Wednesday, January 13, 2016

The X-Files - S9:E17 "Release"

[ S9:E16 "William" <<< Season 9 >>> S9:E18 "Sunshine Days" ]

In this episode, the show revisits the well that is the loss of Doggett's son. Going into it, I'm kinda thinking, they hinted at it in Invocation, addressed it head-on in Empedocles, and then revisited it in John Doe. All of which is fine. But by this point, maybe it's starting to feel a little over-played. I mean, it's a defining element of Doggett's character, and it's a great subject to explore in order to get inside his head, but as far as its importance to the show, it's not exactly Samantha's abduction. You know what I mean? But, since the show is coming to a close, and this is the last chance they'll have to really address the issue, I figure this is a chance for the writers to say whatever it is they have left to say about it, and bring some closure to Doggett's story (and maybe Reyes', too, by association), before (presumably) turning the focus of the end of the series over to Mulder and Scully, where it belongs.

But damn, this episode - a joint effort between David Amann (Hellbound) and John Shiban (Underneath) - is good. It's dangerously close to reaching the level of standout quality (you know I hate rating these things). It has a sense of style to it that I really enjoy out of the best episodes. And that climax? Wow. Those are the kinds of scenes I watch TV (or movies) for. That's entertainment. Robert Patrick really brings it. But even going back to the opener, the episode starts out strong, with a gritty atmosphere, as Doggett raids a dark building and discovers a murder victim plastered into the wall. He turns it over to Scully, and she shares it with her students, one of which is a real prodigy. He seems to have an uncanny grasp of criminal psychology - effortlessly constructing a plausible scenario leading up to the victim's death just from glancing at the condition of her body - the likes of which we haven't seen since Mulder (with his unparalleled investigative talent) left the show.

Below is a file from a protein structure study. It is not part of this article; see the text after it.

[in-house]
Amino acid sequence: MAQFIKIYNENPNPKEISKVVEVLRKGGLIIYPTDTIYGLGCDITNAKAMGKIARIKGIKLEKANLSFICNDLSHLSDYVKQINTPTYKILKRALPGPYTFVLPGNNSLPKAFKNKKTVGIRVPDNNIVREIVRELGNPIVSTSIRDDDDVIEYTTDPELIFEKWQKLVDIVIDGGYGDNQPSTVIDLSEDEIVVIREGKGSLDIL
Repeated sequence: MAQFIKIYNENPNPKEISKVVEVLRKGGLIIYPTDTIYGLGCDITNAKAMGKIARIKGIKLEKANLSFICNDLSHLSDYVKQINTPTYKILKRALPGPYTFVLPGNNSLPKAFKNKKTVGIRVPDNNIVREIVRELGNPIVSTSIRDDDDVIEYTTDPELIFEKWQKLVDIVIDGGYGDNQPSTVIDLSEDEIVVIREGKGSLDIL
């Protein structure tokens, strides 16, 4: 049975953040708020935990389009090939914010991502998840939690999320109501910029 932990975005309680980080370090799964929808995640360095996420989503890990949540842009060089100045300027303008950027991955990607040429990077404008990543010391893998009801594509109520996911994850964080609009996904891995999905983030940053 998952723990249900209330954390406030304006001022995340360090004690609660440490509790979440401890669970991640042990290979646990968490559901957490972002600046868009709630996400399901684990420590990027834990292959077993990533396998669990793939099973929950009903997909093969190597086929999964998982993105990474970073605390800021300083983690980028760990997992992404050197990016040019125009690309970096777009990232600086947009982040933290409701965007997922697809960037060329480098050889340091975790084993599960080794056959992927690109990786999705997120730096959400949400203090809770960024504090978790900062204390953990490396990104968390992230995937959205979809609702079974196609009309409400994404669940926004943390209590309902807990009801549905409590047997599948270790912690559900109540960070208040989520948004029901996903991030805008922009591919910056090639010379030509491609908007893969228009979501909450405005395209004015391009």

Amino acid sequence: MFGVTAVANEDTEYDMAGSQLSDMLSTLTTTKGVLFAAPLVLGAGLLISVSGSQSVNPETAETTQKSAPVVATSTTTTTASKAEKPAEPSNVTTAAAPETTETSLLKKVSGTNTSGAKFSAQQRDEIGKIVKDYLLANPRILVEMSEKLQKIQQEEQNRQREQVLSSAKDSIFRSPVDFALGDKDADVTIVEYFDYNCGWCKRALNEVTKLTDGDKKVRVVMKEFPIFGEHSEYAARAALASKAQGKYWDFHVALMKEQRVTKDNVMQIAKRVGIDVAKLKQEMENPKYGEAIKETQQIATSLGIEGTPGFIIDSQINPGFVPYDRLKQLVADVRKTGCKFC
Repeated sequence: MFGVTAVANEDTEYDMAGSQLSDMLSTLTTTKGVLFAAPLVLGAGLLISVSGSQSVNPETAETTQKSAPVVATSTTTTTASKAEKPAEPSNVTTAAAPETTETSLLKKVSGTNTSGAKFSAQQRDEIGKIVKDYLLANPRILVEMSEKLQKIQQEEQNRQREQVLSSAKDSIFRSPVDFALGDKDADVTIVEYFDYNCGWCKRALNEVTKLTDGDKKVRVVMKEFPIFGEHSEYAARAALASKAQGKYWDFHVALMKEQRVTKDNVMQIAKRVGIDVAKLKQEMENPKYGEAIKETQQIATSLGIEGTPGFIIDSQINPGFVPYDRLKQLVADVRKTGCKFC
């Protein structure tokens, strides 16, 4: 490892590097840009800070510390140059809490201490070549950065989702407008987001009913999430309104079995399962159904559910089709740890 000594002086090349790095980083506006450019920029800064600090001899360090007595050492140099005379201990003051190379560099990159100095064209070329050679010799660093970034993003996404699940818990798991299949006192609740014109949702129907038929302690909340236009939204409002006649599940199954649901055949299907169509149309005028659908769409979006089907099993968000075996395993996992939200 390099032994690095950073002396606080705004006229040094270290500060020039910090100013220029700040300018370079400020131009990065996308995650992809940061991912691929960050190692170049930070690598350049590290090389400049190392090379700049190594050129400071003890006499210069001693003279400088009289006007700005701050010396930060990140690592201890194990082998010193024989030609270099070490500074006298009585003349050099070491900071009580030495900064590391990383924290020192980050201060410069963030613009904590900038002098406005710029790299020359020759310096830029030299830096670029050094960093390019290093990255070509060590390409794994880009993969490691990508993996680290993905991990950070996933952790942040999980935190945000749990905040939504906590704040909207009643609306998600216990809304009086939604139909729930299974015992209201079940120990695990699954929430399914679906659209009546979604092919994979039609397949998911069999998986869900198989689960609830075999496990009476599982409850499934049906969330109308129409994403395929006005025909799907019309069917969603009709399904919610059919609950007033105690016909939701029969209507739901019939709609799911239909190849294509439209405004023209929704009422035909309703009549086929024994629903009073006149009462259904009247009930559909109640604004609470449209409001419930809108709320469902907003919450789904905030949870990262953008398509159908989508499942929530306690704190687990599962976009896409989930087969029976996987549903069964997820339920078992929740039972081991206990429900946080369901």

He is pretty creepy, though, and admits to having visions if he studies cases long enough (he must have trained with Frank Black). Doggett enlists his help in studying the unsolved case of his son's death; his unusual willingness to trust the kid's seemingly paranormal abilities demonstrates the depth of his grief and obsession with finding the killer. The cadet makes a connection to the current case, which involves the mafia and police corruption. Reyes begins to suspect A.D. Brad Follmer of being involved in a bribery, and he retaliates by digging up dirt on the cadet, throwing his trustworthiness into question. Ultimately, Follmer gets the chance to redeem himself (although he acts like a petulant child when angry), and Doggett finally finds closure, following that breathless climax.

Memorable quotes:

Cadet Hayes: Like I said - obvious.

Doggett: Cadet, you should know there's a real good chance you're nuts.

Regali: You're done when I say you're done.

No comments:

Post a Comment